Volcanoes show-off Earth’s raw power: magma reaching the surface propels lava of different consistencies and speeds to flow across the landscape, incinerating or evaporating nearly everything it touches. Mineral and chemical deposits near their peaks dot monochromatic rocks with vivid colors. At night, the red glow of fresh lava comes to life, filling the sky with an eerie burnt umber haze. The stench of sulfur is omnipresent in different concentrations, tickling the nose with foul fumes. Some volcanic eruptions also rumble and roar to life, shaking the ground with deep bass tones or piercing the ear with high-pitched jet engine-like screeches as steam and gas escape the Earth. Confined primarily to the Ring of Fire around the Pacific, they aren’t a common scene to many. With such a geological and seismic treat, it begs the question: should volcanoes attract visitors?
— the Weatherboy (@theWeatherboy) June 27, 2019
On December 9, tragedy struck on New Zealand’s White Island. Also known as Whakaari Island, it suddenly erupted while tourists were walking inside its crater, sending a plume of hot debris and ash up into the air and onto visiting tourists, killing many in the process. The death toll stands at 16 with an additional two bodies missing but authorities expect the number to rise as people succumb to their injuries; some hospital patients have burns covering more than 90% of their body.
White Island is an active andesite stratovolcano, located off the east coast of the North Island of New Zealand, in the Bay of Plenty. It is New Zealand’s most active cone volcano, and has been built up by continuous volcanic activity over the past 150,000 years.
At the time of the eruption, there were 47 people on the island, primarily from the Ovation of the Seas, a Royal Caribbean cruise ship that sold tour packages to the volcano. New Zealand Police National Operation Commander Deputy Commissioner John Tims told reporters of the 47 on the island at the time of the eruption, 24 were from Australia, 9 were from the United States, 5 were from New Zealand, 4 were from Germany, 2 were from the United Kingdom, 2 were from China, and 1 was from Malaysia. “I cannot break down those numbers any further until we have completed the DVI (disaster victim identification) process,” Tims said.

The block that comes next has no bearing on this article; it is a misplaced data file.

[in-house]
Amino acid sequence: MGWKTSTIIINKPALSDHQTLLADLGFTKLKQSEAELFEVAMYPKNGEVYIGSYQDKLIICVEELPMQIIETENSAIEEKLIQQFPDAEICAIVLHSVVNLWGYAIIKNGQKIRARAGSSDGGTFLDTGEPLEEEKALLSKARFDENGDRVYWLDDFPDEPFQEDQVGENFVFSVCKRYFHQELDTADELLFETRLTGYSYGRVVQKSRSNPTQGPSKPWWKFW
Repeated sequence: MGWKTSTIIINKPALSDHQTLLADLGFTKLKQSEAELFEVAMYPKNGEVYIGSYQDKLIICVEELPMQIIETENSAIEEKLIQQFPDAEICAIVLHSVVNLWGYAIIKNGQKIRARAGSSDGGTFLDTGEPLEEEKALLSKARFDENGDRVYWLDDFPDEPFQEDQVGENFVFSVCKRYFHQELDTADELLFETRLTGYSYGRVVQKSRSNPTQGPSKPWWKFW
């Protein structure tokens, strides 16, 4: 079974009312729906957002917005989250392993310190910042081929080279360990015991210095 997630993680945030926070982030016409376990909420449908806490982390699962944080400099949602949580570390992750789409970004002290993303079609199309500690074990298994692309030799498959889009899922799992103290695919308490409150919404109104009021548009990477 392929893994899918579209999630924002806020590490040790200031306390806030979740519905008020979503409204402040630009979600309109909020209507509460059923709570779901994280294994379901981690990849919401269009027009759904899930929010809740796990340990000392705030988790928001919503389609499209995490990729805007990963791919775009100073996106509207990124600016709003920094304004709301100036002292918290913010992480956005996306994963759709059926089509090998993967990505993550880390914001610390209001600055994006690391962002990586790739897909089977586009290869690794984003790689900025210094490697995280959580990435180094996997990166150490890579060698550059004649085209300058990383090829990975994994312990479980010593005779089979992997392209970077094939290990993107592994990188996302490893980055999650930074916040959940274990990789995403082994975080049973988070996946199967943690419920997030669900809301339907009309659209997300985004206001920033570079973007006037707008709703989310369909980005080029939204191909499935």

Royal Caribbean advertised a “White Island Volcano Experience Cruise and Guided Exploration” at a cost of more than $300/person. The cruise line promised “an unforgettable guided tour of New Zealand’s most active volcano ” that allows visitors to “get close to the drama: gas masks help you get near roaring steam vents, bubbling pits of mud, hot volcanic streams and the amazing lake of steaming acid.”
Royal Caribbean’s latest statement had a more conciliatory tone, saying, “The news from White Island is devastating. The details that are emerging are heartbreaking. We are working to help our guests and the authorities in the aftermath of this tragedy in any way we can. We are communicating with our guests and their families. We’re making sure they are taken care of in terms of medical help, counseling, accommodations, and transport. Our hearts go out to them, and we want to be as supportive as we can.”
Based on visuals provided from remote-controlled webcams on the island, it appears tourists had just left the area that features the main vent from the volcano and were walking back towards the coast when the eruption occurred. Within 30 seconds, ash, steam, and rock blasted the area with such force that it knocked a helicopter off its landing pad inside the crater and bent its blades, rendering it useless. The extreme heat burned the visitors, some to the point of death. Thirty-one people, aged 13 to 72, remain in the hospital this evening and 27 of those have suffered “greater than 71% body surface burns”, Ministry of Health spokesman Pete Watson said told reporters.
Last post for me on this tonight. Some expansion of images and does seem like 19-22 people in the crater 5 minutes within the time of explosion. #NewZealand #volcano #WhiteIsland #Whakaari – only time/officials will tell the final toll. pic.twitter.com/JCU8xsVeKa